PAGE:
|Publication Type||Journal Article|
|Year of Publication||2008|
|Authors||Ebert, BL, Pretz, J, Bosco, J, Chang, CY, Tamayo, P, Galili, N, Raza, A, Root, DE, Attar, E, Ellis, SR, Golub, TR|
|Pages||335 - 9|
|Keywords||Anemia, Cancer, Cell Differentiation, Cells, Chromosome Deletion, Chromosomes, Cultured, Diamond-Blackfan, Erythroid Cells, Genetic Predisposition to Disease, Hematopoietic Stem Cells, Human, Humans, Linkage (Genetics), Pair 5, Phenotype, Ribo, Ribosomal Proteins|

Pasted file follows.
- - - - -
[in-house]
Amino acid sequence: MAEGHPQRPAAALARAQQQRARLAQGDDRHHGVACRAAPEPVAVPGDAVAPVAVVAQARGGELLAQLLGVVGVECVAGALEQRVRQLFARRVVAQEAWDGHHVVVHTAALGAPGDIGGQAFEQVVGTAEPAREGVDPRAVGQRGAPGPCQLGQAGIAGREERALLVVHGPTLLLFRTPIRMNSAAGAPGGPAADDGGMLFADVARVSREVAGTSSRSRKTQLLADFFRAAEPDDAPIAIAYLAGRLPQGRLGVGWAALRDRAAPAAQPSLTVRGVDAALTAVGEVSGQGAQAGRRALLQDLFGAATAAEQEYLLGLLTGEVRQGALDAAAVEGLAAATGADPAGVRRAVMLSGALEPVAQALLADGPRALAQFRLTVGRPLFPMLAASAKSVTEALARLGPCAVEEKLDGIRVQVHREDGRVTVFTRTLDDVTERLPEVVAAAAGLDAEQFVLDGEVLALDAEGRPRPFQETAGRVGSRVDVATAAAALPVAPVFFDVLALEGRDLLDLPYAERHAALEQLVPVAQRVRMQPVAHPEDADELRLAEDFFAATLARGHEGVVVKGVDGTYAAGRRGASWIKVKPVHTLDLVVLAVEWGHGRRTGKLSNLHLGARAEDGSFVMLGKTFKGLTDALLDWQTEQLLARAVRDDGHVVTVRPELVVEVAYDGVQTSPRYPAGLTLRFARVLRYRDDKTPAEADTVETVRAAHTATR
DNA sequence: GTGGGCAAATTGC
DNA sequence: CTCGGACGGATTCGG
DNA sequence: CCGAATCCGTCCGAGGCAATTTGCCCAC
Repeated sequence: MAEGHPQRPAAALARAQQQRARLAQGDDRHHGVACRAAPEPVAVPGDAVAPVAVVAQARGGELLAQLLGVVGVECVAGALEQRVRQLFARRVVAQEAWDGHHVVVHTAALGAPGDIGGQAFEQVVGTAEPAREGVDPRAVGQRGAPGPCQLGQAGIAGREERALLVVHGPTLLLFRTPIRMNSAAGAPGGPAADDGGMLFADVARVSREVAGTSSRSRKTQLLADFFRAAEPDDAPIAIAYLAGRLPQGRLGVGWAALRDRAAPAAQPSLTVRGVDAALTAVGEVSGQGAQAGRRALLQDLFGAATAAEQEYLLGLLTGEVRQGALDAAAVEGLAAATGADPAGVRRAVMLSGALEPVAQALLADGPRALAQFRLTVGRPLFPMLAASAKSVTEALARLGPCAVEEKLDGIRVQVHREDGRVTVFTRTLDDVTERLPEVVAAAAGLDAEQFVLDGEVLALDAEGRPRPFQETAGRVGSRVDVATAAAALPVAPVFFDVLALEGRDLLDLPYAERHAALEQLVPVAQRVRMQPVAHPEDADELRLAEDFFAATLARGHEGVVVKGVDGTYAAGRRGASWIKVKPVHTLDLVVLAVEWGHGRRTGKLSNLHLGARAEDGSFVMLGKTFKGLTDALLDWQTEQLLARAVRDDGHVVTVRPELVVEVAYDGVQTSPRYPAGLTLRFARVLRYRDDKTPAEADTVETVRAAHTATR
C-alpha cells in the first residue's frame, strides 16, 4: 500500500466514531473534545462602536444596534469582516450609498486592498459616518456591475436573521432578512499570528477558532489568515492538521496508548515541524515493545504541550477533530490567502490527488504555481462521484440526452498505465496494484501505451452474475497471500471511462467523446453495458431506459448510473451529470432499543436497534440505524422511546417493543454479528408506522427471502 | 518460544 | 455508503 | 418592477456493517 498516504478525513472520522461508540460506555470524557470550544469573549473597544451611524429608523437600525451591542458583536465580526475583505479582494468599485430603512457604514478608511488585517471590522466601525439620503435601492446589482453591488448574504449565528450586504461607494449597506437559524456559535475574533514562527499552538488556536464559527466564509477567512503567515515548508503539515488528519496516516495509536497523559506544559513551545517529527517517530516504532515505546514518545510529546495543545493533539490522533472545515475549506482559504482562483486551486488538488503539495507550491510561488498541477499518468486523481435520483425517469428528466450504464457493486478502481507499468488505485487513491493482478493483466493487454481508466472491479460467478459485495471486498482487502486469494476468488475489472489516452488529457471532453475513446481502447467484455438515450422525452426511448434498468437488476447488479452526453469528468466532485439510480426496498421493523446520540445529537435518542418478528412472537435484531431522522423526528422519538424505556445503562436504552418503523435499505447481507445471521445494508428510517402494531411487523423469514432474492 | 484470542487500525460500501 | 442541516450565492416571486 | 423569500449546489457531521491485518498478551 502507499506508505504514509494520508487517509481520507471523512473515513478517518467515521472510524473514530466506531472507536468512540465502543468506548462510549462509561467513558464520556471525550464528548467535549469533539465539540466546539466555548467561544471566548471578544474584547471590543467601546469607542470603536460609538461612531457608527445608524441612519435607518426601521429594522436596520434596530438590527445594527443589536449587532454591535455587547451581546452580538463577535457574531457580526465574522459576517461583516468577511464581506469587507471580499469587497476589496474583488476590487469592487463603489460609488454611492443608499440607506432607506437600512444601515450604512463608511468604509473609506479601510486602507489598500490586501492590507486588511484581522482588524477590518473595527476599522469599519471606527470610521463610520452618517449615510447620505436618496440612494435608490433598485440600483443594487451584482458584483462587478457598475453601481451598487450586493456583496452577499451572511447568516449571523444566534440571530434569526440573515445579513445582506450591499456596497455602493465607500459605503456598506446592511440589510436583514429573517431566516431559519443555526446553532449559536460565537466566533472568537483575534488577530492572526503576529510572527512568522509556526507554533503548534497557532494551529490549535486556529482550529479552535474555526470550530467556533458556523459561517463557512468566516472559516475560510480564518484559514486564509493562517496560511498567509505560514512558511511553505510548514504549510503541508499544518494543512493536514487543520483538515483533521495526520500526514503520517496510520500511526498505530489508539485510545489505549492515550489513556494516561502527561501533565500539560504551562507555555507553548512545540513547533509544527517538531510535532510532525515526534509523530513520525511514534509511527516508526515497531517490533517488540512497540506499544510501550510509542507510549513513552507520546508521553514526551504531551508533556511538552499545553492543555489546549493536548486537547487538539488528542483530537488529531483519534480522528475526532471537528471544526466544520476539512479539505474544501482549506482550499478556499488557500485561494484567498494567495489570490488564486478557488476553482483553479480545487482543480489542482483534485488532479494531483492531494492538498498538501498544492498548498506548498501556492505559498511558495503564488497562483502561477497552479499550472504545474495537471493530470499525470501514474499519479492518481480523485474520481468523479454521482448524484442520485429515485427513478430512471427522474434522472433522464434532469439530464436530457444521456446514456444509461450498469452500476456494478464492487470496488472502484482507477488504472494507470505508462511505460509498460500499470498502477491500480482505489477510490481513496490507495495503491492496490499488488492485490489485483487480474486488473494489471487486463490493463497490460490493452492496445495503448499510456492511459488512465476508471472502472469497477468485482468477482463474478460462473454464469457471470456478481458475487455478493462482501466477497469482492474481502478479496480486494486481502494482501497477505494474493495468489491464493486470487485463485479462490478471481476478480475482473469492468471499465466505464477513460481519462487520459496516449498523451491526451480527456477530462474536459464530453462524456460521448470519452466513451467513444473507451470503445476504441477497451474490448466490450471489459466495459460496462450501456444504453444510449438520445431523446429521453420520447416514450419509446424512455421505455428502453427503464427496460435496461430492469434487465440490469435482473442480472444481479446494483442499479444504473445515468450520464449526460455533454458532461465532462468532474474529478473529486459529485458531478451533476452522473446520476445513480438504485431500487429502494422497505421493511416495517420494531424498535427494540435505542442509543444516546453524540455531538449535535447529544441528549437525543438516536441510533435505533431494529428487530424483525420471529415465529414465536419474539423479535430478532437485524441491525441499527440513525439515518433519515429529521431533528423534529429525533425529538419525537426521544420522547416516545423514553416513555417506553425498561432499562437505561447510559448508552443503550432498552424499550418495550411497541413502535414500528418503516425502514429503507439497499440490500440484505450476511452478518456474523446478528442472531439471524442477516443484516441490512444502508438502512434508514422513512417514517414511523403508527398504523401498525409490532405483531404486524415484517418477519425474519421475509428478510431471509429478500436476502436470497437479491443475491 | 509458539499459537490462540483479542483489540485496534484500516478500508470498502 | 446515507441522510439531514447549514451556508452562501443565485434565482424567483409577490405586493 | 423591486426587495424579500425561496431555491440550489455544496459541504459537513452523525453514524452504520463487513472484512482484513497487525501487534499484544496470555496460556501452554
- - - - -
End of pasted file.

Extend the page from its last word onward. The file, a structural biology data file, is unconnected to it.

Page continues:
Somatic chromosomal deletions in cancer are thought to indicate the location of tumour suppressor genes, by which a complete loss of gene function occurs through biallelic deletion, point mutation or epigenetic silencing, thus fulfilling Knudson's two-hit hypothesis. In many recurrent deletions, however, such biallelic inactivation has not been found. One prominent example is the 5q- syndrome, a subtype of myelodysplastic syndrome characterized by a defect in erythroid differentiation. Here we describe an RNA-mediated interference (RNAi)-based approach to discovery of the 5q- disease gene. We found that partial loss of function of the ribosomal subunit protein RPS14 phenocopies the disease in normal haematopoietic progenitor cells, and also that forced expression of RPS14 rescues the disease phenotype in patient-derived bone marrow cells. In addition, we identified a block in the processing of pre-ribosomal RNA in RPS14-deficient cells that is functionally equivalent to the defect in Diamond-Blackfan anaemia, linking the molecular pathophysiology of the 5q- syndrome to a congenital syndrome causing bone marrow failure. These results indicate that the 5q- syndrome is caused by a defect in ribosomal protein function and suggest that RNAi screening is an effective strategy for identifying causal haploinsufficiency disease genes.